“I’ll go. Which room is it?” Chomee insisted, taking the tray from the old woman.
“If you don’t wanna go, at least show her where the room is,” Ajuma said as she pointed at a girl who Chomee assumed was Sangah.
Sangah nodded eagerly and motioned for Chomee to follow her. Chomee flopped after the girl in her summer sandals and looked back at her suitcase.
“It’ll be in your room,” Ajuma answered, reading her mind.
Chomee ascended the dark, gloomy stairs, which supposedly led to Jiyong’s room.
“He-He-He’s in there,” Sangah stammered, her face white as a sheet of paper. She quickly darted down the stairs and disappeared.
Chomee watched the little body bounce away before pushing the door open. The room was filthy and the strong stale stench nearly knocked her out. She slowly made her way into his room, taking small cautious steps. Balancing the tray with both hands, she managed to have found her way into his room without tripping over things that have been careless thrown all over the floor.
Making out in the dark, Jiyong’s still figure, she gradually settled the tray down on a table in front him and gently tapped on his shoulder. “Time to eat,” she murmured softly.
Jiyong turned to the new voice, somewhat curious and startled, and stared blanky in Chomee’s direction. “Get out,” he whispered just as softly.
When Chomee didn’t move, he overturned the tray and yelled for her to leave. Chomee shrieked as the scalding liquid nearly came in contact with her skin and backed into one corner of his room.
To her surprise, he rose from his chair. She found him amazingly tall like his parents and from the angle she was looking at him, he was remarkably handsome. Without warning, Jiyong stalked forward, nearly stepping on the tray. Chomee made a hasty grab for the wet bowl that was about to come in his way and scurried back to her place in the corner. He continued his way towards the door, his arms still by his side. She saw an alarm clock lay lifelessly in his path and again, made a grab for it, not realizing her mistake. Like a hawk, Jiyong’s head snapped around and his arm sliced through the air, seizing Chomee’s arm. He pulled her up from her hiding place and close to him.
“Who the hell are you?!” Jiyong demanded dangerously, his hand squeezing Chomee’s wrist.
“I-I-I’m Cho-Chomee,” Chomee stammered, fear climbing up her throat.
“Chomee? I dunno no Chomee! What are you doing here?! Who are you!? Did my mother send you out here? GET OUT! I don’t want to hear of you again! OUT!” Jiyong thundered, pushing Chomee to the door.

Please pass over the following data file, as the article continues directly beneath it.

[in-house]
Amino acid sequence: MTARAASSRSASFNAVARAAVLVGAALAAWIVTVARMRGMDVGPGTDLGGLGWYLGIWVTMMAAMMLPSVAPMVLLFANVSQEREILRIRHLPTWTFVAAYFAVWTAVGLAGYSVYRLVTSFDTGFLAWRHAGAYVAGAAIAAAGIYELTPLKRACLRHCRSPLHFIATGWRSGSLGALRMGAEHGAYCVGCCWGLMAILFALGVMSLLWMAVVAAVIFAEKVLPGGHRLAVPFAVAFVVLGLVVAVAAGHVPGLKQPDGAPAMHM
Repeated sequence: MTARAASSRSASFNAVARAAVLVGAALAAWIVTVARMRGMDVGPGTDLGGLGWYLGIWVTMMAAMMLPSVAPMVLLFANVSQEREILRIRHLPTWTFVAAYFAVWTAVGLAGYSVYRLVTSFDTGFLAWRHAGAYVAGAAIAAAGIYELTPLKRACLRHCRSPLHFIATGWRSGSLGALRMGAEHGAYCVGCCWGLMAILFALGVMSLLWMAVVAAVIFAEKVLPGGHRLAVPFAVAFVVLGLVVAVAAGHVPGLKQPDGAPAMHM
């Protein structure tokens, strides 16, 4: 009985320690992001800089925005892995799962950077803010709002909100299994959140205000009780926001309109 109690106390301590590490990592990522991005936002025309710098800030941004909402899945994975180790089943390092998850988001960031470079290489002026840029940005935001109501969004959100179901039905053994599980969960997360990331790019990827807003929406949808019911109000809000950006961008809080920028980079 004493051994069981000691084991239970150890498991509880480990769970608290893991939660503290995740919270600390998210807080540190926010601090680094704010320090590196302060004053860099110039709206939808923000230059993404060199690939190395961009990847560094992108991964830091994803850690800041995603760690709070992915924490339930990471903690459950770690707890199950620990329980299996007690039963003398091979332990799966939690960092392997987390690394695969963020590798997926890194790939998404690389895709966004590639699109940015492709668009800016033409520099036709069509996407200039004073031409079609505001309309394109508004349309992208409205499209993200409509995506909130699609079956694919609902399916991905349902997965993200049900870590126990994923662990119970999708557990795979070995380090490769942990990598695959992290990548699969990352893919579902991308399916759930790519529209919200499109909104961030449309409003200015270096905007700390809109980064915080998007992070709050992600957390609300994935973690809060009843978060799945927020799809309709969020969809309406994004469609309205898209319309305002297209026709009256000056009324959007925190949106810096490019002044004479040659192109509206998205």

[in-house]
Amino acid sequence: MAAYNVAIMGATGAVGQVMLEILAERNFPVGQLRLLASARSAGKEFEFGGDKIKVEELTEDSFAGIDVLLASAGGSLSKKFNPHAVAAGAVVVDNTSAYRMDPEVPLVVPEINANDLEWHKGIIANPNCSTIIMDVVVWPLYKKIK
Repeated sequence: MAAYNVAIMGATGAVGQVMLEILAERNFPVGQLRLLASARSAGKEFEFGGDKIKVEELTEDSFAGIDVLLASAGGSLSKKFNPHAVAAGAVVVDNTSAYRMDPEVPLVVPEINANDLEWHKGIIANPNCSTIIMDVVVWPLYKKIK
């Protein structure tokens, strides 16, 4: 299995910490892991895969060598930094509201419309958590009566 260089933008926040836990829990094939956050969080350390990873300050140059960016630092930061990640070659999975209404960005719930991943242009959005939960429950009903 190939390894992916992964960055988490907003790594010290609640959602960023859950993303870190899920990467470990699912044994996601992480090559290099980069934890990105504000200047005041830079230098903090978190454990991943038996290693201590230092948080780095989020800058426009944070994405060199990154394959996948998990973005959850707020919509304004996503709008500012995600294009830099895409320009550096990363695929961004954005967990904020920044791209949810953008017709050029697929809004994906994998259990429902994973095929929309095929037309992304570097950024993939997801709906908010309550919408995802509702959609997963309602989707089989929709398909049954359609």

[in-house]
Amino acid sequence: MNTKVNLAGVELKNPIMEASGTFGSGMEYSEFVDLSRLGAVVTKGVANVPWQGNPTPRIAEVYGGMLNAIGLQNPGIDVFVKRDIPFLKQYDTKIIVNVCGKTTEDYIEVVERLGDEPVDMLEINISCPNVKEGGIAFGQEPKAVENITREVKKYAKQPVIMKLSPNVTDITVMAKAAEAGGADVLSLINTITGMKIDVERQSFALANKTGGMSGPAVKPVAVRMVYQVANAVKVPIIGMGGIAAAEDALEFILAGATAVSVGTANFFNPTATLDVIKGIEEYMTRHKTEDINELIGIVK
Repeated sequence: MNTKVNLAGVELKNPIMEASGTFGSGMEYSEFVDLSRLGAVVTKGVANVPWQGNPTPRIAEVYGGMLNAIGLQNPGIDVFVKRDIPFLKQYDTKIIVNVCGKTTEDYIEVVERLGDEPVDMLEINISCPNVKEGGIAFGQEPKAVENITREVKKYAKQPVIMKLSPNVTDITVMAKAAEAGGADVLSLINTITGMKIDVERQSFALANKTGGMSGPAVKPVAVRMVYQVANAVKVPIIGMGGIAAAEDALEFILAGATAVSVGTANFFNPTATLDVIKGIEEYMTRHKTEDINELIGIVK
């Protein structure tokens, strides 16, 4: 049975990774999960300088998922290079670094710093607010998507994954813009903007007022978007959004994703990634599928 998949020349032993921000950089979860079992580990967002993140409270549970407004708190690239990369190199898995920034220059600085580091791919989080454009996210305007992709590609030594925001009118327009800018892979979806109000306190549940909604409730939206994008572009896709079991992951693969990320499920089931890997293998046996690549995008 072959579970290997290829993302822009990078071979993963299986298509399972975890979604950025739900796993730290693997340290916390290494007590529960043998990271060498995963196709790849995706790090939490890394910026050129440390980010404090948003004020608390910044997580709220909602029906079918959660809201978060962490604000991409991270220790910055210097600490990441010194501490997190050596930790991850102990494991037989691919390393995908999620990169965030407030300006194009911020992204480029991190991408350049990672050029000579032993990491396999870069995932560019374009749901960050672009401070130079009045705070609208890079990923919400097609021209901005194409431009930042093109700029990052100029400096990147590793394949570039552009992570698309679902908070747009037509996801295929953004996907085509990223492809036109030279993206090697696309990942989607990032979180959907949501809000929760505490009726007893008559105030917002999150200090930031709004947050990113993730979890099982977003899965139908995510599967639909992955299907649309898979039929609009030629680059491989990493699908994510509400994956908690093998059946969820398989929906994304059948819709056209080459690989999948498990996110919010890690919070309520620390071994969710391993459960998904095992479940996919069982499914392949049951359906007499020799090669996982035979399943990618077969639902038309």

Chomee ran downstairs, sobbing. She ran as far as her legs could carry her. Her tears blurred her vision, but she didn’t care. Running into the beautiful garden, which was another part of the castle Jiyong lived in, she plotted herself on the ground and brawled her eyes out.
Now I know how Cinderella feels.
And she truly did. The soft curls of her black, ebony hair clung to her gentle jaw and provided a shade to her eyes. Her hair was always short and shaggy which made her felt worse than the fairy tale princess. Her mousy personality made things even worse. Back in grade school, kids always teased and taunted her. When she ascended to middle school, girls made fun of her and boys stayed away from her. All because she was too shy and petrified of people.
Now with her mother’s illness and her needy of money to go to school, she had no other choice but to serve other people. She knew that if her mother found out, she would die of a heart attack. But Chomee refused to be like her father, who acted like a fool and gambled his life away. Instead of winning fortunes from other people, he lost his money, jewelry, house. And even Chomee and his wife. He betted his wife and only child for a measle dollar and in the end, he lost. Realizing what he had done, he went around looking for jobs and asking people for loans.
Borrowing is easy, but what about returning?
He lost bet after bet and still asked for money. His so-called ‘friends’ were, of course, glad to help him. They gave him large amounts of money and knowing that he could never repay them back, they bargained with him for his priceless treasures, such as Chomee for one.
When her father refused to give Chomee’s future hand in marriage to anyone, chaos broke out. Demanding hands reached for his empty pockets and angry shouts of ‘money’ echoed. He couldn’t even produce a single won and there he knew he was going to be well rested.
Chomee, who was only eight at the time, remembered the frightening sight of her brutually beaten father. Blood coarsed down his chin and one eye was swollen shut. He staggered forward to her and she remembered screaming her lungs out. He fell face forward and landed at her feet. Evil laughter filled the room as he whispered something to her.
“Appa...” she sobbed, holding his dying body in her thin arms.
“Tell...Tell...o..omoni...Tell her...I’m...I’m...soh...sorreeeee....” he wheezed.
“Appa...” Chomee cried.
“Chomeeee....Sa..Sa...Sara...Sarang..hae...haeyo....” he breathed.
The body went limp beneath her arms. He stopped breathing and time stood still. Roars of laughter still circulated the room and Chomee glared hatefully at each and every individual in there with her. Among the hated ones was her father. She hated him for leaving her. She hated him for leaving her mother. She hated him for gambling. She hated him for everything.